Protecting Young Cyclists
Taking part in sport helps children develop, and the positive environment created by sports organisations can encourage them to blossom. Cycling helps them stay fit and healthy, learn new skills, gain confidence, build resilience and self-esteem and maximise their potential. This is particularly important for young people who are disadvantaged.
Child protection is not just about protecting children from others who may try to harm them. A child may confide in a trusted coach or leader. So, we need to make sure that all those who are involved with children are suitable, and that adults know how to respond to any child who turns to them for help.
We have been working with Children 1st and sportscotland, to ensure that our child protection procedures and policies are exemplary. We are also one of several governing bodies and key agencies which have signed up to the '2006 Accord for the Protection of Children in Sport'.
The accord supports organisations to work towards good practice in protecting children and to fulfil responsibilities introduced as part of the 'reform' programme.
You can see our child protection policy, 'Creating a Safe Environment for Children in Cycling' here. The policy covers good practice, poor practice, codes of conduct, recruitment, selection and training, responding to disclosure, suspicions and allegations and implementation and monitoring procedures.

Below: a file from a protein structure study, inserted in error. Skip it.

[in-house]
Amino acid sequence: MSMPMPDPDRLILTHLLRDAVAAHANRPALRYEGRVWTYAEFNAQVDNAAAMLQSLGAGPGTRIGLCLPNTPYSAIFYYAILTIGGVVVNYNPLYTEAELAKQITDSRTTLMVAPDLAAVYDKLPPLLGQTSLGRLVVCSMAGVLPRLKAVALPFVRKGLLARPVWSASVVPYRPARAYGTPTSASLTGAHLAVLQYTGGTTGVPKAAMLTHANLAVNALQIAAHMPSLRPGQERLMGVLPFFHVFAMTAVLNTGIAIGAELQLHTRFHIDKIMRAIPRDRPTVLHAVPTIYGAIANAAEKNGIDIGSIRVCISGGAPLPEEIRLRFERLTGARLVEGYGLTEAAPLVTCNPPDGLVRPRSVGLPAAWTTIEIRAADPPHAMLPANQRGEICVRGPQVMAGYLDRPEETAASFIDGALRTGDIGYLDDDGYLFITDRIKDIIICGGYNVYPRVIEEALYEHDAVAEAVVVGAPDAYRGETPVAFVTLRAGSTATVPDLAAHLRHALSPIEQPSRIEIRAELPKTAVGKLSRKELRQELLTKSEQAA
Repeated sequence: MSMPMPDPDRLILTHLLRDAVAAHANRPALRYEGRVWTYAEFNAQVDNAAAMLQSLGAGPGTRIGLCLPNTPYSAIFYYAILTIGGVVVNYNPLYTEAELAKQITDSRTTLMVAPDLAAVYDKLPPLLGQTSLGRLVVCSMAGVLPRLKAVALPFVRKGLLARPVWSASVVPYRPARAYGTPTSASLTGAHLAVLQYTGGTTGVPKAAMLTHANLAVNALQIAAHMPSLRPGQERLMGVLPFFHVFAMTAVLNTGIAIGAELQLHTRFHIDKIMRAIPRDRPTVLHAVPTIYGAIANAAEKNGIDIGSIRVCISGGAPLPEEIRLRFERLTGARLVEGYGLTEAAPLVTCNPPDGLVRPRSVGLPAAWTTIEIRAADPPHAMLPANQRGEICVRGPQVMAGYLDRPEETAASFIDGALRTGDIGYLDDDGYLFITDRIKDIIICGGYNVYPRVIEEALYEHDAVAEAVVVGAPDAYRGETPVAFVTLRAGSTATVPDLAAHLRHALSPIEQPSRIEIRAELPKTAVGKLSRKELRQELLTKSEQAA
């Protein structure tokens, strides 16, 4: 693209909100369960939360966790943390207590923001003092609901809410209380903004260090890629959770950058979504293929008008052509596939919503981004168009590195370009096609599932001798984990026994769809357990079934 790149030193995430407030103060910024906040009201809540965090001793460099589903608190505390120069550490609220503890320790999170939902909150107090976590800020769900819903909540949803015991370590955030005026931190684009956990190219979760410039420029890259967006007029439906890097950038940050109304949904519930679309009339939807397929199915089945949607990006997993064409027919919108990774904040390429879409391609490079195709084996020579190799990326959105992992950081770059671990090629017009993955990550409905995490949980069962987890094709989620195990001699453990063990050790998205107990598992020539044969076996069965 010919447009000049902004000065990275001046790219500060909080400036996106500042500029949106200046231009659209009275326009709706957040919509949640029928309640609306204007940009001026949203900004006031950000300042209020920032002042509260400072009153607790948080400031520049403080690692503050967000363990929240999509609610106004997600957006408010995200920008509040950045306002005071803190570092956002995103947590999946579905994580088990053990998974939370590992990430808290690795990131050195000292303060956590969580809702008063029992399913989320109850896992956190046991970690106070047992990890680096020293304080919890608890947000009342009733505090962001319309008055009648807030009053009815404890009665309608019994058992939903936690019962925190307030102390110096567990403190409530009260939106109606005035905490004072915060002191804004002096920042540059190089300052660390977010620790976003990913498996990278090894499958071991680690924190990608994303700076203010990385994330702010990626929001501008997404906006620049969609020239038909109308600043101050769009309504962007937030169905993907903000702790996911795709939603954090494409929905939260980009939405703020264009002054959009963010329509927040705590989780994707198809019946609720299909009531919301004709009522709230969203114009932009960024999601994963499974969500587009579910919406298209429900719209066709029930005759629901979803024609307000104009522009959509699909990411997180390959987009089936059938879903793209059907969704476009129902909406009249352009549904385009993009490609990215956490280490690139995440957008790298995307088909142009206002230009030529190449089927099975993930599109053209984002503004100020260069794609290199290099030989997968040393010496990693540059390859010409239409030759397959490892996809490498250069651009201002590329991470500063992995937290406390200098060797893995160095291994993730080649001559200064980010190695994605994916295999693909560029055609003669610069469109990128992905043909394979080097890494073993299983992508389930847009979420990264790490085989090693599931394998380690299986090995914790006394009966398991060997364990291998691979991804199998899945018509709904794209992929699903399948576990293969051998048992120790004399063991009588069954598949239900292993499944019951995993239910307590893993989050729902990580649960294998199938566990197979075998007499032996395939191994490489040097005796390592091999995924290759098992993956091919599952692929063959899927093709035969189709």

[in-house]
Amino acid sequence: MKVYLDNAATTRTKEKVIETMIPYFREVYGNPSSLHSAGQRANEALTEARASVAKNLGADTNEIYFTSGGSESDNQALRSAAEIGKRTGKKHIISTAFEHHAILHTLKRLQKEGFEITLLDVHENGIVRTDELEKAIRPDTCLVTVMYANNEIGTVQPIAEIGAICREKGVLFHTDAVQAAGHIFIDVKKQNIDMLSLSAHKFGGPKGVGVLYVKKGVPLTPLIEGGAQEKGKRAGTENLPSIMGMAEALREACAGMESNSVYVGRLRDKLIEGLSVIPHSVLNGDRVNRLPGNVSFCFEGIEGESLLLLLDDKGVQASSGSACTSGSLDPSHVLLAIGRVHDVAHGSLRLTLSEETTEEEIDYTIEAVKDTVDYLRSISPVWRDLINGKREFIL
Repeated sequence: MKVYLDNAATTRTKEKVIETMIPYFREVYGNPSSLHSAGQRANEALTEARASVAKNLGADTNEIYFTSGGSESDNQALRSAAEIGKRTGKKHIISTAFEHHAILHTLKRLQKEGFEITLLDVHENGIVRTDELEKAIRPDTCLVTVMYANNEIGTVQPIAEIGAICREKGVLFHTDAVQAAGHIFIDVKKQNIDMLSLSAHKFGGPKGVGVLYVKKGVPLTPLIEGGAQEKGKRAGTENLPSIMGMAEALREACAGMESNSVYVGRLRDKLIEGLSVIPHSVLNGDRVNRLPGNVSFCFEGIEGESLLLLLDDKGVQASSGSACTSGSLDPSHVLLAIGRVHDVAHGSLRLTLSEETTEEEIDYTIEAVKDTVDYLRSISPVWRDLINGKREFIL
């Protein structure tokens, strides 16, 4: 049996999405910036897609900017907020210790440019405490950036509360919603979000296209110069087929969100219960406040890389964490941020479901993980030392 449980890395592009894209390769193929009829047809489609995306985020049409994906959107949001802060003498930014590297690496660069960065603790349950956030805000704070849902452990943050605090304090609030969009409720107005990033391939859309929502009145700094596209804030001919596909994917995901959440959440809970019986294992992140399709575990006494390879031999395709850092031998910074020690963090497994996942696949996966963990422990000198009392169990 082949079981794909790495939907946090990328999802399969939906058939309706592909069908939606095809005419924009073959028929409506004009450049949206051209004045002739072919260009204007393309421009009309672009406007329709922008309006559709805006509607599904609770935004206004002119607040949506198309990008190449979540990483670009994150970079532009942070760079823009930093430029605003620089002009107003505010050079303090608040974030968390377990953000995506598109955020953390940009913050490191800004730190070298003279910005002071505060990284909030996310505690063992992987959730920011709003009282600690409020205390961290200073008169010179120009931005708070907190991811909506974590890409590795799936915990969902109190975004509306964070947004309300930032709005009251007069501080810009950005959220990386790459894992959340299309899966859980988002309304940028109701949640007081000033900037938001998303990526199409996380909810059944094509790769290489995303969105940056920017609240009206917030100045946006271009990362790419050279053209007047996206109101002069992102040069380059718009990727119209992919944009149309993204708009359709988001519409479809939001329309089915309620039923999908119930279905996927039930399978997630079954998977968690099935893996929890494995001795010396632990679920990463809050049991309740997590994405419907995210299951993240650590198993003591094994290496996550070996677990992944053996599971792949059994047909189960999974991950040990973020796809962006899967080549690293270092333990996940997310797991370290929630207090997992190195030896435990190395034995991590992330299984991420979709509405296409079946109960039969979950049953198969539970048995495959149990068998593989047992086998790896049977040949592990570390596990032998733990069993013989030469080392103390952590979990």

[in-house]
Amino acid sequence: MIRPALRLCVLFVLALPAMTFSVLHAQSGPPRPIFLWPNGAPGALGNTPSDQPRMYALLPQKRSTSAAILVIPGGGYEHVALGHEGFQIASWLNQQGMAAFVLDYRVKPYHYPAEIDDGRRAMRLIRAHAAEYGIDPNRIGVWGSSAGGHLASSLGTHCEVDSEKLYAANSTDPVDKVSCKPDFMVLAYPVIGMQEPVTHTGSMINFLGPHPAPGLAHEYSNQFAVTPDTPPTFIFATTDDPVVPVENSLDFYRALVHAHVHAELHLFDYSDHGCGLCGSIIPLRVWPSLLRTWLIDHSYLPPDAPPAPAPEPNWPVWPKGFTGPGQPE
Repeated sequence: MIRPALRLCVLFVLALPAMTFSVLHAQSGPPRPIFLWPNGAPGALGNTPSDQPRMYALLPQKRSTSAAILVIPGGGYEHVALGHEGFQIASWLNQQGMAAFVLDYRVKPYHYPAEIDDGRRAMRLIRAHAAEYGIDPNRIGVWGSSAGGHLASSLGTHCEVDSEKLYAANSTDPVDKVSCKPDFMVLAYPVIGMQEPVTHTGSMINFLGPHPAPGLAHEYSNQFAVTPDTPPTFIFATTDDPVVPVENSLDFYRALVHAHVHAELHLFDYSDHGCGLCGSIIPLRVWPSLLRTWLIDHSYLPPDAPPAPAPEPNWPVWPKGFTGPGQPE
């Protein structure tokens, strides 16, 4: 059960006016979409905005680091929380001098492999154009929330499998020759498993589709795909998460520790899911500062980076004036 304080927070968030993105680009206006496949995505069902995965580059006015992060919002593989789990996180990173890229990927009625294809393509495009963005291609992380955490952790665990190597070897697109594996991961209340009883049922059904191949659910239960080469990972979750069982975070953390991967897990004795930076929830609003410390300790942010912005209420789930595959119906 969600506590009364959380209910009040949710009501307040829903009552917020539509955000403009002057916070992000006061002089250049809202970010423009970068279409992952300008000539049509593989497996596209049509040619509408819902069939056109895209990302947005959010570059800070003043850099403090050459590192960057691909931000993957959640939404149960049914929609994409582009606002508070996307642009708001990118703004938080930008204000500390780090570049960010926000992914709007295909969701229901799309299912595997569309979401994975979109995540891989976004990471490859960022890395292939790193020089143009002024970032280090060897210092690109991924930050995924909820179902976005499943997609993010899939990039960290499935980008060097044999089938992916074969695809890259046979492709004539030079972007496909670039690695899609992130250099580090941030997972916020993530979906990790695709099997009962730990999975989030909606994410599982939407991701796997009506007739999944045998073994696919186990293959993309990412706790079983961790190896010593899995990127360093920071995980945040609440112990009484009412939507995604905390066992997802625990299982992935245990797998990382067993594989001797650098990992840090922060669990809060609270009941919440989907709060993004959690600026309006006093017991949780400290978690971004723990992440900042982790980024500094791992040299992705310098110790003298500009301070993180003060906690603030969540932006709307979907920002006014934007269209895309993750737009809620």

For more information see www.childprotectioninsport.org.uk
Child protection training plays a vital role in club development and it is imperative welfare officers attend the 'Safeguarding & Protecting Children' workshop. This training gives participants an introduction to child protection, background information on relevant legislation, and the opportunity to discuss case-studies with others. A follow-up training, the so-called 'In Safe Hands' workshop is about providing further support to put child protection policies in practice. Together with Children 1st, Scottish Cycling is developing an action plan to comply with current legislation (The Accord for the Protection of Children in Scottish Sport).
Club Welfare Officers
All clubs are encouraged to recruit one or ideally two interested volunteers to take on this challenging but rewarding role. Training is available for these volunteers to help them be the local link in the chain that safeguards young people.
For more information about Child protection or Welfare Officer training please contact Scottish Cycling's Volunteer Support Officer, Rudi Doorn at firstname.lastname@example.org or telephone 0131 317 9704.